Salt Lake City, Utah
June 23, 2018
June 23, 2018
July 27, 2018
The goal of this Work-in-Progress study is to explore the emotive responses of seven engineering students as they worked on spatial and engineering statics problems. The research team used multi-modal approaches that combined the validated Positive Affect Negative Affect Scale (PANAS) scale with an electrodermal wrist sensor that students wore as they solved the problems.
The electrodermal sensor measured participants’ electrical skin conductivity and events were timestamped and normalized to participants’ baseline electrodermal readings. These values were correlated to self-reported emotion before and after participants solved each problem set. Also, using the PANAS scale, emotion and its potential correlation to performance in rotations (Purdue Spatial Visualization Tool Revised-PSVT: R) and sectioned surface visualization (Mental Cutting Test-MCT) were explored. Preliminary findings suggest that the time spent as well as the difficulty of the problems influenced the magnitude of physiological arousal students experienced in the exam. Recording and analyzing such physiological arousal opens a door to an alternative method of investigating student performance to different engineering problems-sets. Extensions of this work in the future can help inform engineering educators on how certain problem-types can be more or less conducive to emotional responses that may deter or encourage student learning and performance.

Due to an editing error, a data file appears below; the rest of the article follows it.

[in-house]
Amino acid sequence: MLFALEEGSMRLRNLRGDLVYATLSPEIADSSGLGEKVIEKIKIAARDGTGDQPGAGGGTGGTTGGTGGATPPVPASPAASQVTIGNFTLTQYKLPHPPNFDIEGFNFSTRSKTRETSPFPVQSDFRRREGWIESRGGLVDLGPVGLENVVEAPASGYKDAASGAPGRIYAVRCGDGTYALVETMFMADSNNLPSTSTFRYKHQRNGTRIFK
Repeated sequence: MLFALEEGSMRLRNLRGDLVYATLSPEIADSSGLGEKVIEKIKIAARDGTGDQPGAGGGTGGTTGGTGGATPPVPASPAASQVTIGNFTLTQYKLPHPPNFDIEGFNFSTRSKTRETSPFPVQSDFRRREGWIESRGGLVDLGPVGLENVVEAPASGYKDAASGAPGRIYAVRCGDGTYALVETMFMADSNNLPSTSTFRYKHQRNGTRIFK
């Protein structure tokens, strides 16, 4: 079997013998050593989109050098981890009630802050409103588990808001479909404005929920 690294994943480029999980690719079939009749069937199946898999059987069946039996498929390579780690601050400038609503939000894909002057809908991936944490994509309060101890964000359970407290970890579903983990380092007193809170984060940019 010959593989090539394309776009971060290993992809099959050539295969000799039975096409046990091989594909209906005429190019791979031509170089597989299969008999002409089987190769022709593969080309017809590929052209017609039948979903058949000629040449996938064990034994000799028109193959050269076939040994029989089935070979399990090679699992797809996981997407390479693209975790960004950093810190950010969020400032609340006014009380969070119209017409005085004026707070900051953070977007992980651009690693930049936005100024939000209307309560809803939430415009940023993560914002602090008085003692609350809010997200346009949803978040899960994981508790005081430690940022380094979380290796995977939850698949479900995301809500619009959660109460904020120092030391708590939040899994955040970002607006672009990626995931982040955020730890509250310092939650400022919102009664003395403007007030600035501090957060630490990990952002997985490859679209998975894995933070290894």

Villanueva, I., & Goodridge, W. H., & Call, B. J. (2018, June), An Initial Exploration of Engineering Students’ Emotive Responses to Spatial and Engineering Statics Problems Paper presented at 2018 ASEE Annual Conference & Exposition , Salt Lake City, Utah. https://peer.asee.org/29789
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